Acclaimed folk guitarist and composer talks to us about his Bog-wood guitar and the South Downs. 

You might have seen Richard Durrant cycling across the South Downs, lugging his 5000-year-old bog wood guitar with him on the back of his bicycle.  

For the past few decades, Richard has experimented with folk and classical guitar compositions, playing in the UK as well as across South America on a guitar made from a 5000-year-old oak tree, pulled out of a bog. 

Richard happily explains to me over Zoom from his studio in Shoreham that the UK used to be completely covered in dense forests of oak. When these huge oaks fell, they landed in boggy waters, escaping their destined natural degradation through the absence of any oxygen. Protected from air, they were preserved for thousands of years to then be pulled out by frustrated farmers in the 21st century. 

One such Fenland black oak tree, which was preserved in the forest floor for 5000 years, was saved by carpenter Hamish Low and transformed into a guitar by the luthier Gary Southwell. This is the one Richard plays today. 

Richard’s new album The Sleep of a King comes out on Thurs 2 June. His Music for Midsummer tour will take the album to cathedrals, theatres and churches from Orkney to Bexhill-on-Sea, all on bicycle. His ‘nimble runs, deft arpeggios and quicksilver fingering’ have garnered praise up and down the country. It is his first solo guitar album in seven years and is made entirely of his own guitar compositions. Inspired by the landscape and shared history of the British Isles, it builds on the connection with the land central to his recent two albums Stringhenge and Rewilding. 

Growing up on a Hollingbury council estate just north of Brighton, along with his six siblings, connected him to Sussex’s rich history and folklore. His bedroom window looked out on the Saxon Barrows all the way to Chanctonbury Ring and the top of Devils Dyke. Richard says, “I’ve always looked back as much as I look forward. When I was a kid, I dreamed about being a composer, but I also fantasised about playing music in the 13th Century. I had this curious desire to look inside the ancient barrows up on the downs and soon realised that, whilst playing my guitar, I could.”

The connection to Sussex and its history have always been a main source of inspiration for him. He tells me, slightly embarrassed, that he decided to commute his third year at the Royal College of Music because he missed the sea so much. Growing up within neolithic relics instilled in him a steadfast sense of curiosity and strong relationship with the area.

His route to primary school was through the Twittens, a neolithic narrow passageway only found in Sussex linking two places together. Richard remembers as a child imagining the people that may have travelled down these paths before the houses were built, thinking about what they were doing and where they were going. He grins and explains, “I’ve always had that sense because of my kind of strange, whimsical weirdness when I was a kid.”

Richard’s music threads themes of history, folklore and politics together by weaving classical and folk. The Sleep of a King features intros of Bach which seamlessly descend into more traditional folk guitar, which Durrant says is possible because of the foundations of traditional folk underlying Bach’s compositions.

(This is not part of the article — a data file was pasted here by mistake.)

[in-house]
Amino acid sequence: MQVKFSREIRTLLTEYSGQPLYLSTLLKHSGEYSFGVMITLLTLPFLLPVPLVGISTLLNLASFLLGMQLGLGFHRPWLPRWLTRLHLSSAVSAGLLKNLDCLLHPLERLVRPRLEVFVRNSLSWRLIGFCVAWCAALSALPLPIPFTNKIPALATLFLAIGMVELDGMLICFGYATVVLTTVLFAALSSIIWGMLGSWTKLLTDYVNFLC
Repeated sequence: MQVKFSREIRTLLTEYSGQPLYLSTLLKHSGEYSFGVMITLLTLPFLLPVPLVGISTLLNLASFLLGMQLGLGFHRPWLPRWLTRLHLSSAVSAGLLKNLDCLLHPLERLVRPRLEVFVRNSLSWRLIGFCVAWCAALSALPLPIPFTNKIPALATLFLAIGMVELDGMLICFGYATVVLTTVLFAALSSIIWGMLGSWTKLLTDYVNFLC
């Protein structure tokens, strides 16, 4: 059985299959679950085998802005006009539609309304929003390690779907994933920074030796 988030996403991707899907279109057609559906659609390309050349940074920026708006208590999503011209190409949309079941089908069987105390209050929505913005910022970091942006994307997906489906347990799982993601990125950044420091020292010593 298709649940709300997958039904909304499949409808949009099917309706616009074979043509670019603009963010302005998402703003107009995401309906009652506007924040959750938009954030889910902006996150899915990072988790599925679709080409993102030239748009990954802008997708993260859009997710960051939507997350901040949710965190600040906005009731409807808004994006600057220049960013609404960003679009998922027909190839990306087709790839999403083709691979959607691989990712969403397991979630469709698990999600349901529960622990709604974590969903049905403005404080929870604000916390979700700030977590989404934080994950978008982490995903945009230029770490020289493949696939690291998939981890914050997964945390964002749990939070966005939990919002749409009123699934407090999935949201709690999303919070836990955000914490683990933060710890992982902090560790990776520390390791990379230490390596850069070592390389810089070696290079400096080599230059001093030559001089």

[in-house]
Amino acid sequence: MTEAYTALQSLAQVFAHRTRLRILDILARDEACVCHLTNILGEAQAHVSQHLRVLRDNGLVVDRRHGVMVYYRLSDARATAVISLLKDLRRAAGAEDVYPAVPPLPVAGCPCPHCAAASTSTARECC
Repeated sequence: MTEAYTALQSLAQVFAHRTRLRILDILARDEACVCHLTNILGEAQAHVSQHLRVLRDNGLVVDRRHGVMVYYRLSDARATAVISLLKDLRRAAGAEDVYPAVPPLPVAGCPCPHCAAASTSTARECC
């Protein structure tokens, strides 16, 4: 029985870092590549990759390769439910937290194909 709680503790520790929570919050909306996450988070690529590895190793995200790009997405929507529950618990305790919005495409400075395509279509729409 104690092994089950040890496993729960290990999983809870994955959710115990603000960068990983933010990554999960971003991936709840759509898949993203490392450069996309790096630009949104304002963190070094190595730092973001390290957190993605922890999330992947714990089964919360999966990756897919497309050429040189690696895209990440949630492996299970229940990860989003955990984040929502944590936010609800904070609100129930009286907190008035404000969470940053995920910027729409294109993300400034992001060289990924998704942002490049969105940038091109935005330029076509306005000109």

Richard tells me, “I’ve always felt that even though I’m classically trained, and I went to the Royal College of Music, our folk heritage is at the very, very heart of what I am as a musician.” 

Folk and Classical music differ not only in form, but also in use. Folk has been a fitting mouthpiece for protest and resistance for hundreds of years, with songs passed down orally and collected by famous British collectors such as Cecil Sharp. The legacy of folk has carried workers’ rights, anti-war movements and political resistance since the great depression right through to the labour strikes under Thatcher. It has always predominantly been a working-class genre and firmly anti-establishment, expressing grief, worries, longing and societal changes through the accessible and understandable means of storytelling. 

Richard’s music weaves themes of social injustice with a connection to the land. “Music can be a vehicle for delivering a message. Writing about something makes you feel better because you’re doing something which either has a kind of beauty about it or delivers some kind of emotion that you were feeling.”

He pensively explains that you can make something tremendously positive out of even the most desperate situation. Something he tried to do with his album ‘Stringhenge’, which drew on the political instability of 2018 and divisive nature of the West after the Brexit and Trump vote. Not unanimous to politics, but also to expression of feelings; Richard draws on the solidarity created by making music about shared experiences. 

Playing on his guitar, which has been around for five thousand years longer than the rest of us gave him a perspective which he found quite comforting. “So, I wrote Stringhenge, and it was the most English thing I could do.” 

 We Plough and Scatter, from his album Stringhenge, is an ironic take on an old folk song, blending his obvious anger to create a simplistic ballad with unmistakable force:  

We break our bonds and scatter
Our hard work to the winds
So much for peace and friendship
We sling them in the bin
Here’s to our children’s future
The beauty that we made
As we climb aboard this ship of fools
And watch our fortunes fade.